Article Written By: Audrey Bristol, LSW
First, congratulations! We made it through one of the most emotionally taxing years of our lives. The world continues to open up and the light at the end of the COVID-19 tunnel is shining brightly. As we celebrate, we must remember those who are still grieving their losses – jobs, family, friends, time, etc.
We continue to stand with you and will support you as time goes on. I know all of us are excited to hug our loved ones, sit on a patio in the sunshine surrounded by friends, travel with our families, and begin returning to life as we knew it.
I have begun to think back on my journey of self-love this year, as I had more time to actually implement much of what I teach to others. I too struggled with the pandemic effects. I stopped wearing my smart watch at the start of the pandemic feeling frustrated with not hitting the arbitrary goals due to working remotely and not being on my feet as much. The constant rings taunted me to do more, when in reality I was too anxious, worried, and exhausted from the constant doom and gloom to do anything else.
I reluctantly pulled my puzzles from the shelf and began to spend more time with myself than I ever had. I intentionally decided to put more effort in listening to my body, practice intuitive eating, and find movement that made my body feel good. While this work isn’t easy, I am happy to put in the effort to have a different frame of mind and explore this wonderful thing called self-compassion.
One of my favorite daily habits I developed during this time, has been my lunch walk, where I listen to my favorite pop culture podcast about the real housewives (yes, therapists have guilty pleasures too). One day the “fun-fact” was dropped that a majority of American’s gained weight over the pandemic, affectionately called the “Quarantine-19”. As I rolled my eyes and continued on with my walk, I thought this is just the beginning.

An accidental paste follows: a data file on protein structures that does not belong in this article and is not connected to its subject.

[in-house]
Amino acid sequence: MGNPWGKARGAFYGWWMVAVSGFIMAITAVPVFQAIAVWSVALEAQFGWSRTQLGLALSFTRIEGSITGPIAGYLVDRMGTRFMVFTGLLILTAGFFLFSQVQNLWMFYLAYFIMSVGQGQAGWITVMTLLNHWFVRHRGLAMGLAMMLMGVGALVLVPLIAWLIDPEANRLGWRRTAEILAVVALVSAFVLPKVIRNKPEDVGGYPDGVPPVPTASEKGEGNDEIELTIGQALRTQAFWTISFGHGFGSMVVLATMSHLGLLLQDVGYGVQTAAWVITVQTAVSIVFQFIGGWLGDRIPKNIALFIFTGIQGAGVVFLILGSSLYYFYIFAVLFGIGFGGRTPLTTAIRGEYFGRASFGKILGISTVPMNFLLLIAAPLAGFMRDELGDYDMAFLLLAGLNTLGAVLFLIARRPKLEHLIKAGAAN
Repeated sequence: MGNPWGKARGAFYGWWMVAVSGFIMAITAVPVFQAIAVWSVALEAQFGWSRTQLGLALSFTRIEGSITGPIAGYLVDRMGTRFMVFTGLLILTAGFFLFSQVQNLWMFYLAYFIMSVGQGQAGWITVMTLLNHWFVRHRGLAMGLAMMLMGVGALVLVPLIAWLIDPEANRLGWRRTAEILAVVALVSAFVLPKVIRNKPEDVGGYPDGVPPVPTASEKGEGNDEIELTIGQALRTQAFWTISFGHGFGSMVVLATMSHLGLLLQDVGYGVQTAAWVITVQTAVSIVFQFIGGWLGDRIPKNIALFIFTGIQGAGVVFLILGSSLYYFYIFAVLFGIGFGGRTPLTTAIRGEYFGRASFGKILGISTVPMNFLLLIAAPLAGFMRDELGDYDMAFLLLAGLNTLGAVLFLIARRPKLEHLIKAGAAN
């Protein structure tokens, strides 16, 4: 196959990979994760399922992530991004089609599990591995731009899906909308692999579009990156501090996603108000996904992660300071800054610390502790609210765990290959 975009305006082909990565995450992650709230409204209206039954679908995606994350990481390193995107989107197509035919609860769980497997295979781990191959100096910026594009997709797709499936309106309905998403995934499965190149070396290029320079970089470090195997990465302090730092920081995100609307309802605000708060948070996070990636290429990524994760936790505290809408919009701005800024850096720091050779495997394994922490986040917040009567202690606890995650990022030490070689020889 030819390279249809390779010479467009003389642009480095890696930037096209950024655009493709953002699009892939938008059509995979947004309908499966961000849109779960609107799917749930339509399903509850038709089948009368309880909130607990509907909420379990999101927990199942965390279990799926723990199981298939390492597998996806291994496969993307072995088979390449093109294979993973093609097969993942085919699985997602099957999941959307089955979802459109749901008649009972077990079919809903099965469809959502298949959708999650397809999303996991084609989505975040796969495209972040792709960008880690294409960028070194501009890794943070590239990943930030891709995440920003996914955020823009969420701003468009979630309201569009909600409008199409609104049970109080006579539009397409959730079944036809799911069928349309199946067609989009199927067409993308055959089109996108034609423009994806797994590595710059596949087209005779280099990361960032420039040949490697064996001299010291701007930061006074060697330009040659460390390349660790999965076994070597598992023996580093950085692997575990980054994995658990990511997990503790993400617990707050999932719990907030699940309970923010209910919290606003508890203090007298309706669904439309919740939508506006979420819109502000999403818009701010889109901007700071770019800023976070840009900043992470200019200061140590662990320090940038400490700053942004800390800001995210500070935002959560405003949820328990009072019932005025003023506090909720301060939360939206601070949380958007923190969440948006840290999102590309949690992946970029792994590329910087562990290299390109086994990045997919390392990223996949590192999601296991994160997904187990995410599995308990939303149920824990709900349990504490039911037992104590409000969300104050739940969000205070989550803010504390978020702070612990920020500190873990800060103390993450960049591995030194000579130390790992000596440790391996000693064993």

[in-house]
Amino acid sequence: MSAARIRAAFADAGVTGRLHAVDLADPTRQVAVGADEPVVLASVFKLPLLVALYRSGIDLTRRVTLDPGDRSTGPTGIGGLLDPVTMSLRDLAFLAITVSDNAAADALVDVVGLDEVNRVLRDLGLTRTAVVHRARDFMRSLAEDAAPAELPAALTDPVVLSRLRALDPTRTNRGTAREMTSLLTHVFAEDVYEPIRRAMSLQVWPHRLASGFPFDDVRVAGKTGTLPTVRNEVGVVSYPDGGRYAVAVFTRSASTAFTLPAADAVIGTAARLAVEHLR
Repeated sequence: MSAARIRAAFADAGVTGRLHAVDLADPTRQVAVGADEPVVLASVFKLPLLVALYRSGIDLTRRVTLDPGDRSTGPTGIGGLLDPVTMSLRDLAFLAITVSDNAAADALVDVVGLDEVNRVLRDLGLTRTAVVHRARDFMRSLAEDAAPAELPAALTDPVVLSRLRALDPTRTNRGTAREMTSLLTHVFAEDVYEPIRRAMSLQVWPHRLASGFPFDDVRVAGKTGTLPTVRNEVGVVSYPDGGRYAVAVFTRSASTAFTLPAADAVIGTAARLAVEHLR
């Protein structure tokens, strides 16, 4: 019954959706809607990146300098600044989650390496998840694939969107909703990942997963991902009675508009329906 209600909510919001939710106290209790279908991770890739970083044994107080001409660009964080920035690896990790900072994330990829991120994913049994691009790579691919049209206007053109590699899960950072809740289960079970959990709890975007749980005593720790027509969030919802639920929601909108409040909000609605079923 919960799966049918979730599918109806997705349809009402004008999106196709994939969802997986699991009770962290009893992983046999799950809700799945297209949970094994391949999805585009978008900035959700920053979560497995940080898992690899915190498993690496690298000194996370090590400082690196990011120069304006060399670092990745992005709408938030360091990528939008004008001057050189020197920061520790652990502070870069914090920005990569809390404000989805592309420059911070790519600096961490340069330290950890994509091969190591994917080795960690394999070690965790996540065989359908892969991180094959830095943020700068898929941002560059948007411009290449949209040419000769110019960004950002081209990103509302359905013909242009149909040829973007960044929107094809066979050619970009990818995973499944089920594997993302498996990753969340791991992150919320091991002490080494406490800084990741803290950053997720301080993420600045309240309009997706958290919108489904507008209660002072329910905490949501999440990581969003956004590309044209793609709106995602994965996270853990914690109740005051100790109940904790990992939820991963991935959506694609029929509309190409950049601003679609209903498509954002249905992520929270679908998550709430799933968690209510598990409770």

Sure enough, as the month has continued – articles, conversations, and social media posts around quarantine weight and summer bodies have become invasive. When I hear diet-culture threats hounding me, I wonder, haven’t we been through enough this year?
As a body positive/ Health At Every Size (HAES)-aligned therapist, I cringe at the effects this diet propaganda will have on my clients and my patients, many who are already struggling with their share of anxiety, depression, and body discomfort. I think of the traumatic year we have been through and the effects this has on our body and mind.
Many people are feeling an increase in symptoms of depression, anxiety, OCD, substance use, and eating disorder behaviors.
Our bodies are feeling side effects of limited movement and stress, increase in blood pressure or muscle tension. As our bodies naturally fluctuate all the time, many are seeing their body weight increase, which, due to the social stigma, can feel extremely uncomfortable.
In reality, our bodies are amazing machines that protect in times of stress and illness, but here we are blaming ourselves and our bodies for not being smaller during an unprecedented global pandemic.